Sir Winston’s associations with Blenheim are the focus of the exhibition, an excellent introduction to the writer, artist and politician, as well as the perfect refresher for those of us who have forgotten chunks of our history. Blenheim owns some unique Churchill artefacts, including Winston’s childhood curls and sailor suit, and his school reports and letters home, as well as the leather chair saddle he used on Rob Roy.
Many visitors will be surprised to learn that Winston was distinctly average at school and took three attempts to pass the entrance exam for Sandhurst at 18. A glimmer of hope for all late developers! A ‘tent’ from the Boer War highlights Churchill’s work as a reporter whilst other themed sections showcase key moments from his political career through archive film and artefacts. You certainly won’t forget the velour ‘siren suit’ that he designed to be pulled on quickly over civilian clothes in an air raid.
Finally, there’s a photo opportunity beside an uncannily realistic waxwork of the great man in his finest hour and a chance to visit to the Indian Room where he liked to take breakfast (with a cigar!) beside the formal garden.
Once you are in a Winston mood, there’s no nicer way to relax than with a Churchill Afternoon Tea in the elegant Orangery restaurant, served by attentive, friendly staff. The selection of savoury goodies, traditional scones and dainty patisseries takes inspiration from Georgina Landmare, Churchill’s personal cook for many years.
Sitting down to a ‘late lunch’ tea at 13.30, I started on the bottom tier of the cake stand with a mini Swiss rarebit, followed by a bite-sized smoked salmon and caviar muffin, a dainty cucumber and cream cheese sandwich, and a tiny chicken and mushroom pie. Move up a tier and there are two scones per person with clotted cream and jam. And don’t worry about not making it to those cakes on the top tier – just ask for a box to take any surplus home.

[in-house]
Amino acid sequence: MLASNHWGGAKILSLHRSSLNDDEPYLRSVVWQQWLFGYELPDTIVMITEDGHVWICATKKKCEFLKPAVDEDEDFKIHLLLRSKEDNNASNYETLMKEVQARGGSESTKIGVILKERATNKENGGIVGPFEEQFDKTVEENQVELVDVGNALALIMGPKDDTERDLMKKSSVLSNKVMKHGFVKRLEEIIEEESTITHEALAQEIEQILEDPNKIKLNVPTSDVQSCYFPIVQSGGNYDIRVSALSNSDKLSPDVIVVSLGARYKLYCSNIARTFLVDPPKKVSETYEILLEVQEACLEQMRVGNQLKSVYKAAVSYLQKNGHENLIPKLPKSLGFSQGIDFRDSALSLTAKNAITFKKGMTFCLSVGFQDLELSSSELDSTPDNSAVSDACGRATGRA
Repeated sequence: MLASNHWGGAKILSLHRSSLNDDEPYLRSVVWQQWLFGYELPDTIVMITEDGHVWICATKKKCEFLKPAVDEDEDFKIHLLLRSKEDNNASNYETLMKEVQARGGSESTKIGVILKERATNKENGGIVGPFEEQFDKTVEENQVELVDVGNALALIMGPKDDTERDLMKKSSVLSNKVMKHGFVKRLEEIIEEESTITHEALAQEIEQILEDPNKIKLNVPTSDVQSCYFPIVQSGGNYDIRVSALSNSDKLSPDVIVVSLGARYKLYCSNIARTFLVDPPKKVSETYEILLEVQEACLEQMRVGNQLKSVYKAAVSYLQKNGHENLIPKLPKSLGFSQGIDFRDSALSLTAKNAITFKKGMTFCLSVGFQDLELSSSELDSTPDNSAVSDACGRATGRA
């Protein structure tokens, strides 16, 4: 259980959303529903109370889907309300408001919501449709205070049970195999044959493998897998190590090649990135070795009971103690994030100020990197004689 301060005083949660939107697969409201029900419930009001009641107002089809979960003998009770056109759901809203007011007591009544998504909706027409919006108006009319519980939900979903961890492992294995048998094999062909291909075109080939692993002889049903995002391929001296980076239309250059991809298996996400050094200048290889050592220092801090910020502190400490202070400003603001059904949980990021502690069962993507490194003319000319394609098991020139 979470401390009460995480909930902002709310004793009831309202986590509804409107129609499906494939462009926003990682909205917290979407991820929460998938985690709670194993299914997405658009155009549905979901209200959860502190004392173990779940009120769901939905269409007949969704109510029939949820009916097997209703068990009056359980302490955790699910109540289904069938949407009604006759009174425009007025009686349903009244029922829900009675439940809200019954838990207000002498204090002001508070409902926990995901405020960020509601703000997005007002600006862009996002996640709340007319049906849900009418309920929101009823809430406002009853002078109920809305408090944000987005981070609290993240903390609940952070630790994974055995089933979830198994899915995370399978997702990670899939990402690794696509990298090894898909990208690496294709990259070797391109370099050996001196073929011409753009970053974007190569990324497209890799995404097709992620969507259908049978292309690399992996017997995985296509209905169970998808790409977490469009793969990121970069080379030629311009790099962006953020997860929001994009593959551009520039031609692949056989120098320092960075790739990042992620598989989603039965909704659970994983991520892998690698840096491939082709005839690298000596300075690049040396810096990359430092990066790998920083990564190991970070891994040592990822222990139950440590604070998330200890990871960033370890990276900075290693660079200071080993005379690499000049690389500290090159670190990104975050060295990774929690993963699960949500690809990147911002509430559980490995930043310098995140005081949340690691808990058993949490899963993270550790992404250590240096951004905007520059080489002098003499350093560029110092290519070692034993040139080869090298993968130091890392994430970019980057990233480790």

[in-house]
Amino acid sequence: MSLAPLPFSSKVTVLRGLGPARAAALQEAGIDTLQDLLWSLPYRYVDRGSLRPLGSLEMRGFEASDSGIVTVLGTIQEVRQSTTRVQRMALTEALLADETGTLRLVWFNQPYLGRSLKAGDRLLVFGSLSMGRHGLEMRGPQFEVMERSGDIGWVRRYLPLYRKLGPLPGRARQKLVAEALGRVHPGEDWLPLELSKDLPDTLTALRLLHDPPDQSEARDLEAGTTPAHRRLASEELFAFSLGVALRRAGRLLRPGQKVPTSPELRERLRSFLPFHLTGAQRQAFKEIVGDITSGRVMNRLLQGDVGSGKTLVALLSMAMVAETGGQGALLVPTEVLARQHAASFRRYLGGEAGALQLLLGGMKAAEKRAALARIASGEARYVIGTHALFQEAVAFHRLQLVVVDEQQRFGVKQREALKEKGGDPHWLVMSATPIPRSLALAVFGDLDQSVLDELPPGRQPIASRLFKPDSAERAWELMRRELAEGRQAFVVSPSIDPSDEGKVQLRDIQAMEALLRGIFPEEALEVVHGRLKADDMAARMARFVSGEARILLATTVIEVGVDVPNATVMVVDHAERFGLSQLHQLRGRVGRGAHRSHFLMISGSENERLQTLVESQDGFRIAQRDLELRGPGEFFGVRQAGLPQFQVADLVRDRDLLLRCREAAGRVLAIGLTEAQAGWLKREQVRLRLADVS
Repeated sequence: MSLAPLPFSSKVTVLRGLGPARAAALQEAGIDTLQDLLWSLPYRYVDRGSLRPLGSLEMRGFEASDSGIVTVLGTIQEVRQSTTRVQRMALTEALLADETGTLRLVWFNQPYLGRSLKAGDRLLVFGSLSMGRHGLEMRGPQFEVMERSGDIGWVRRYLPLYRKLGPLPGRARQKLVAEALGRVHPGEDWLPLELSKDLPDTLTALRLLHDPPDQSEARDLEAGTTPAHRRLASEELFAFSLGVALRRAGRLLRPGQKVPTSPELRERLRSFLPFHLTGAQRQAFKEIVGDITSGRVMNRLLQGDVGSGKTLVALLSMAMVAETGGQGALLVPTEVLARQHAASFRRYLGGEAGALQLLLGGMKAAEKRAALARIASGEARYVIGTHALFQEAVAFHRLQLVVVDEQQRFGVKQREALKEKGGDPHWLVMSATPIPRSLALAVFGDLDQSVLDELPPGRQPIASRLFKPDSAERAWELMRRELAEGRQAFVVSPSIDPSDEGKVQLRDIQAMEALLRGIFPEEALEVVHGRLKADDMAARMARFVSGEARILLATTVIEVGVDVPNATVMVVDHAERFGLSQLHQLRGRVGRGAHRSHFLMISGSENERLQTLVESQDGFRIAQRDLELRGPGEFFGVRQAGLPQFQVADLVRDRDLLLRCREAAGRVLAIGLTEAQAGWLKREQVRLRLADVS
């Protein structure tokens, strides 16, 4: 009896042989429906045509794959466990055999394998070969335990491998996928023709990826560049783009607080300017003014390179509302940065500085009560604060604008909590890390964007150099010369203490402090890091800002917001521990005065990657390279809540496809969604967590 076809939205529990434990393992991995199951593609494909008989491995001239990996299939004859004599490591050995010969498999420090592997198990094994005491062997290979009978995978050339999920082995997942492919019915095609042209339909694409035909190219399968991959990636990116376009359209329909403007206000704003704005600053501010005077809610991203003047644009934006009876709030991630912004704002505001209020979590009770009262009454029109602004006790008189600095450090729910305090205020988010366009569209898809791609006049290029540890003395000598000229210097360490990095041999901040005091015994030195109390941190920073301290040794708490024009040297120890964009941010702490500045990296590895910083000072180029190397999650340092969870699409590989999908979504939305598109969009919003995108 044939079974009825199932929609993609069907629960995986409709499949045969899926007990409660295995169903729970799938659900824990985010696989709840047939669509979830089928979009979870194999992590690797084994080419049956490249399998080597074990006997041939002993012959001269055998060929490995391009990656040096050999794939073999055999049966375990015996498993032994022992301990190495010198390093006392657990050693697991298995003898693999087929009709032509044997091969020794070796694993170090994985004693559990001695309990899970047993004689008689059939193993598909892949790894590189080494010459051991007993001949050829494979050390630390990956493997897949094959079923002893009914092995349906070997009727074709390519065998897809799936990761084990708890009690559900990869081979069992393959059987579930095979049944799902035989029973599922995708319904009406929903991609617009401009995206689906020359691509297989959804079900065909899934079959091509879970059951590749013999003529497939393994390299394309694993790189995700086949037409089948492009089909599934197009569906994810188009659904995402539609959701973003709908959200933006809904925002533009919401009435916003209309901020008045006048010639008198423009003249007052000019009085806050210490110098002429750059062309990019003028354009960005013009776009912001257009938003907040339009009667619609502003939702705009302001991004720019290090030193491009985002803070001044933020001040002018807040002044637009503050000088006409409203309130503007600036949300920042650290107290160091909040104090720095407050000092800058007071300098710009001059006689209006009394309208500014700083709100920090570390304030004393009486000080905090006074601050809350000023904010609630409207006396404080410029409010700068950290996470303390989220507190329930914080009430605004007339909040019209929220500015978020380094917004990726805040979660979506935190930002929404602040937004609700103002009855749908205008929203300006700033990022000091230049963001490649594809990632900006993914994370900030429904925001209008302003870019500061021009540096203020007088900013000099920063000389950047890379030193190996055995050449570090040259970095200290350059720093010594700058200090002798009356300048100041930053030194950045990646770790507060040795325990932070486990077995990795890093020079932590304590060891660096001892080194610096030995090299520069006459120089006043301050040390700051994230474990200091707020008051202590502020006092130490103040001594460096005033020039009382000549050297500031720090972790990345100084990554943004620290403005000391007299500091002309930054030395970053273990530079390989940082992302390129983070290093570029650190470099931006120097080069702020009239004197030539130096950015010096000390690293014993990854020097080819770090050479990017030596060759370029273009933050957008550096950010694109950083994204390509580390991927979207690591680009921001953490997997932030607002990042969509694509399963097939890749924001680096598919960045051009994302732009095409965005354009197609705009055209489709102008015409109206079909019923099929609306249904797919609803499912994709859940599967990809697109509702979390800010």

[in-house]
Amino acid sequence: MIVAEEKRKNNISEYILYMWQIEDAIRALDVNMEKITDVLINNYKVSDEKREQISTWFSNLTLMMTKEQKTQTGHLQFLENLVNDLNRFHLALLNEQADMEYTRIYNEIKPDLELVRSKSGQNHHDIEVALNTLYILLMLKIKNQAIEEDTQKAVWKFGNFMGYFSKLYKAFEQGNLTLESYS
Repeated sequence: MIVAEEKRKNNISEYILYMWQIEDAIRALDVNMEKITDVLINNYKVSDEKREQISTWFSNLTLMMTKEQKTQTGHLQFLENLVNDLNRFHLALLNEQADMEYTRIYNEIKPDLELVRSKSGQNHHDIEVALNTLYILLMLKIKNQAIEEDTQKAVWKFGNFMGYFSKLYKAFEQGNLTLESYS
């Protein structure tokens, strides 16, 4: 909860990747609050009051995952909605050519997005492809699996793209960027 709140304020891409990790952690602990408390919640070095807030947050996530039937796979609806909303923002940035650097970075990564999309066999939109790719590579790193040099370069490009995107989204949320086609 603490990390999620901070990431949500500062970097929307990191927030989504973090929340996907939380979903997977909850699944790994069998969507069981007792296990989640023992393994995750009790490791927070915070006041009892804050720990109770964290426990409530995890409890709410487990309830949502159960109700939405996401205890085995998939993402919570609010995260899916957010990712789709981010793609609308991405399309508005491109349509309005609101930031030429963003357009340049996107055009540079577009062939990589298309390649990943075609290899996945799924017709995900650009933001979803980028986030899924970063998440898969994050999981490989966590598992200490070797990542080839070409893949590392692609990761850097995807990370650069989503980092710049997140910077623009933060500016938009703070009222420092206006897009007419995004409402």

I munched my way blissfully through a dinky passion fruit éclair and a delicious caramel craquelin, but Winston Churchill’s fruit cake just clinched my top vote, a dome of spiced cake – shared between two – on a thin layer of marzipan and biscuit, topped with whipped cream. No wonder the man wore capacious velour suits! To go with it, guests can choose from an extensive selection of loose-leaf teas. Or do as we did and splash out on the champagne option, in keeping with your regal surroundings.
Then walk it off in the great man’s footsteps – or maybe his hoof prints – with a tour of the house, a stroll through the formal gardens, or a walk on one of the marked circular routes through the park. A glorious day out in anyone’s book.
Adult admission to Blenheim Palace, Park and Gardens (including Churchill and Stables exhibitions), £29.50 (Over 65s, £28); Park and Gardens only, £18.50 (£17.50). Upgrade your day ticket to an annual pass free of charge. Churchill Afternoon tea costs £72 per two adults sharing, or £100 with two glasses of Pol Roger champagne.